Tito Out on the Town
I don't feel bad for Terry Francona. I feel relieved for him. Francona helped to deliver a pair of championships to Boston fans, and he treated athletes like men, like professionals, and got stabbed in the back by them. I'm happy that he can leave the asylum on the 'task oriented' (hard guys) and 'player-oriented' roller coaster.
This town has always been about accountability, of management. Players, "our boys," seldom get the scrutiny they might. In psychology they call it "ownership bias." They get love, respect, admiration, and (coloring our provincial view) lots of money. I don't have a problem with athletes saying they play for the money or choose where they sign for the money. That could be as honest as the day is long. But how many have become so 'big' that it's become about them, and not about the team, the organization, or the game?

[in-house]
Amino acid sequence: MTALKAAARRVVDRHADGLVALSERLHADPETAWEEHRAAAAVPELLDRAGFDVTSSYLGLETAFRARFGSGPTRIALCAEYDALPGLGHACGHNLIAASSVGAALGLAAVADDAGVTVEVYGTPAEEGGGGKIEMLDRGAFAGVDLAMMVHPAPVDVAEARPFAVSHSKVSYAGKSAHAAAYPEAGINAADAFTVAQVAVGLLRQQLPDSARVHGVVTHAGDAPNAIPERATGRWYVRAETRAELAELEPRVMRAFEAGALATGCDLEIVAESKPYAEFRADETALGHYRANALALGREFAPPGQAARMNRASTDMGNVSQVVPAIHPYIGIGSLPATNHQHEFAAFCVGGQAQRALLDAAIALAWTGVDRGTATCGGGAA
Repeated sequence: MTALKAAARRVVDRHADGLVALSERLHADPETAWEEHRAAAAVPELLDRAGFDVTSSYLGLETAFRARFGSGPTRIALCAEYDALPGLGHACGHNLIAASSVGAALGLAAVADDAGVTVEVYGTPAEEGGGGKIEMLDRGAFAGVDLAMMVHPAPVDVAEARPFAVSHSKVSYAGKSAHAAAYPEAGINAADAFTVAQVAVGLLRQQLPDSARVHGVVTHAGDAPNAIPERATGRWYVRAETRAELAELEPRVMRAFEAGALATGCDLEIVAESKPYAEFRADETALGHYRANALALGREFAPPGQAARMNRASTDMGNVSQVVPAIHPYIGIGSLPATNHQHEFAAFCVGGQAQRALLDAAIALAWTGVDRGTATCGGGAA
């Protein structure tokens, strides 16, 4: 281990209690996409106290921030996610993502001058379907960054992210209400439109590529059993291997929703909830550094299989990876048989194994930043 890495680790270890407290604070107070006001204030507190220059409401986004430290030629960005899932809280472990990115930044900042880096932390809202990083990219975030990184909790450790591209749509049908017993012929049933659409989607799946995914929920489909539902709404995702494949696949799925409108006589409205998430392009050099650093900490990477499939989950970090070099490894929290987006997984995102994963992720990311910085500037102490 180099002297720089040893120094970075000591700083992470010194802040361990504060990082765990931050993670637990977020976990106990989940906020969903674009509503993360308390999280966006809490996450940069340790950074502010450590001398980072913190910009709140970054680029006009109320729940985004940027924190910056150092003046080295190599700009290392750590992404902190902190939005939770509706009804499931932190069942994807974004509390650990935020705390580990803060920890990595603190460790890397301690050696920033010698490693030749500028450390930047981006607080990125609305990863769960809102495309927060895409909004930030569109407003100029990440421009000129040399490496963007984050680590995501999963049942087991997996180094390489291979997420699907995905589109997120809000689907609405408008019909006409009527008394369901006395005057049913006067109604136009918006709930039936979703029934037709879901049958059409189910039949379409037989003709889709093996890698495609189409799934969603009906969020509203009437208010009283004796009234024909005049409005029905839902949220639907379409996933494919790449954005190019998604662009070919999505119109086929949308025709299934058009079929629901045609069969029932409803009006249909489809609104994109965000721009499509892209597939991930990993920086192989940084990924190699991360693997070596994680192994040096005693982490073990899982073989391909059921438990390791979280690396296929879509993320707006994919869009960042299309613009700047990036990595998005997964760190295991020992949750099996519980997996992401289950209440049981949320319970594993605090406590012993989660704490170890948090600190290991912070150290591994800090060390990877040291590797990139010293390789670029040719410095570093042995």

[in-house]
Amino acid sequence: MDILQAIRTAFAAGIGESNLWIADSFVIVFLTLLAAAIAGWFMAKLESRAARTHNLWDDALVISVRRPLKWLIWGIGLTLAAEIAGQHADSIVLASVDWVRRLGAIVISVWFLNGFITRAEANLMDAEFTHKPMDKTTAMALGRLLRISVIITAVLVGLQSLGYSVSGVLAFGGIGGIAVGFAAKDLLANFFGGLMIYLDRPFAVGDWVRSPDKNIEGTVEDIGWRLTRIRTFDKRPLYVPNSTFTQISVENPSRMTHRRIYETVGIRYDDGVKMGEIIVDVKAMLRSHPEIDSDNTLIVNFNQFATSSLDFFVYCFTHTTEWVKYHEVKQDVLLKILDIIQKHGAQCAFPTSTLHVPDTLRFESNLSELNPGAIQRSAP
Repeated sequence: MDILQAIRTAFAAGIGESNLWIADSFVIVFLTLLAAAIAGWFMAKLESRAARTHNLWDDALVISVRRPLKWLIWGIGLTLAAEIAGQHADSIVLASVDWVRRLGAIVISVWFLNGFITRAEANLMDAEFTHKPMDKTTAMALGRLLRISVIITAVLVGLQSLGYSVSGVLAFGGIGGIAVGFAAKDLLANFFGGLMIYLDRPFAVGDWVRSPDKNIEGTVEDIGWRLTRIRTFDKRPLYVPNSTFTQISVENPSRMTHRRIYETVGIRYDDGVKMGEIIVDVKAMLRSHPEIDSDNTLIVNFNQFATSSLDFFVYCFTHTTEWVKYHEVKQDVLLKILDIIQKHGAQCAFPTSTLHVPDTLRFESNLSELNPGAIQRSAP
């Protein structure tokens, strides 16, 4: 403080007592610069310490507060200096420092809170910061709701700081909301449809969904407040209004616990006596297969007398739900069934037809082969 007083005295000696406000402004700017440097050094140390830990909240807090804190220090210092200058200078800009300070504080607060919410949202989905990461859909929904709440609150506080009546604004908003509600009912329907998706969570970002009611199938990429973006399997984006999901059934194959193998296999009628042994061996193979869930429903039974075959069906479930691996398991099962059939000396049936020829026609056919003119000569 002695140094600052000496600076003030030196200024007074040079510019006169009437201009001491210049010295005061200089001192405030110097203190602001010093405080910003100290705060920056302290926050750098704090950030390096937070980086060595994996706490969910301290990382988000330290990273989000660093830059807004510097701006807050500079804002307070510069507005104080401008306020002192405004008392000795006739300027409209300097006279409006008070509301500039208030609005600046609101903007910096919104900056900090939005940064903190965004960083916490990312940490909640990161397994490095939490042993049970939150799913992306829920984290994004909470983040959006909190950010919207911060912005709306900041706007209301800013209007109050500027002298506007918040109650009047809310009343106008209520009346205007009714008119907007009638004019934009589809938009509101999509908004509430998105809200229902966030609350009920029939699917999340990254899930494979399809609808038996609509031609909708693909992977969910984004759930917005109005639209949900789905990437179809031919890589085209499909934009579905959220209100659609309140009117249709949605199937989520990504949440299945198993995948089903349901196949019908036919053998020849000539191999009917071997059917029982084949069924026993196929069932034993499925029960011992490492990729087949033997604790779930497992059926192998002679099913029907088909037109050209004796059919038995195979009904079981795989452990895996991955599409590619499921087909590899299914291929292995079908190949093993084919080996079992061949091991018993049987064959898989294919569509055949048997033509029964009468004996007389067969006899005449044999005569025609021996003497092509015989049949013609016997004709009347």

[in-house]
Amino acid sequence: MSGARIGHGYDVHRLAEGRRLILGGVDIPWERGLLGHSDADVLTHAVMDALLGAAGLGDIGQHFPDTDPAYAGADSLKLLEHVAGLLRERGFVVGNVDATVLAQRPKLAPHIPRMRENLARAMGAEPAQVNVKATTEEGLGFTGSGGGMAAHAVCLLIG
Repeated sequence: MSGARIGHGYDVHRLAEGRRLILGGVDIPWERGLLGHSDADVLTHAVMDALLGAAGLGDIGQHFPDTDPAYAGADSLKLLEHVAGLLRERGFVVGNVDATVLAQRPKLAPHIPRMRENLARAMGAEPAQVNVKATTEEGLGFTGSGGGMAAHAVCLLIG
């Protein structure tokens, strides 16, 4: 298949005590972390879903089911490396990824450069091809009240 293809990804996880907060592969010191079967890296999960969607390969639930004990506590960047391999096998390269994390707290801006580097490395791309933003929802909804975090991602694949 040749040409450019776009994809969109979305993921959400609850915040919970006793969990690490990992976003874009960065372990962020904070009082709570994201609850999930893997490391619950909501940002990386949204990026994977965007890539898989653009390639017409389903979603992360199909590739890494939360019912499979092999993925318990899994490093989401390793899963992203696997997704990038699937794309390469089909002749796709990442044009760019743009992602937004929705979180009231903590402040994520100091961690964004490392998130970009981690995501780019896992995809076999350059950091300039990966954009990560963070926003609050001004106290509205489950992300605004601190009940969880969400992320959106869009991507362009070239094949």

What exactly did Francona "own?" Did he own bad attitudes, selfishness, underachievement, injuries, and distractions? What he owned was the accountability that players seem to avoid.
I have no problem with the Red Sox giving Francona the deep six. Management has the right to fire any employee contractually. But the problem never lays at the feet of the players, the ones that collectively lacked the intensity, the guts, the will, and the heart to play hard, play smart, and play together.
All too often, the Sox have tried to get by on talent alone, instead of making good fundamental baseball decisions. The players own the successes they've earned, but they own a large part of the epic collapse and underachievement of the 2011 Red Sox. They didn't let the city or the fans down. They sold professionalism and themselves short.
-- Ron Sen, Boston Dirt Dogs contributor and founder of Red Sox Reality Check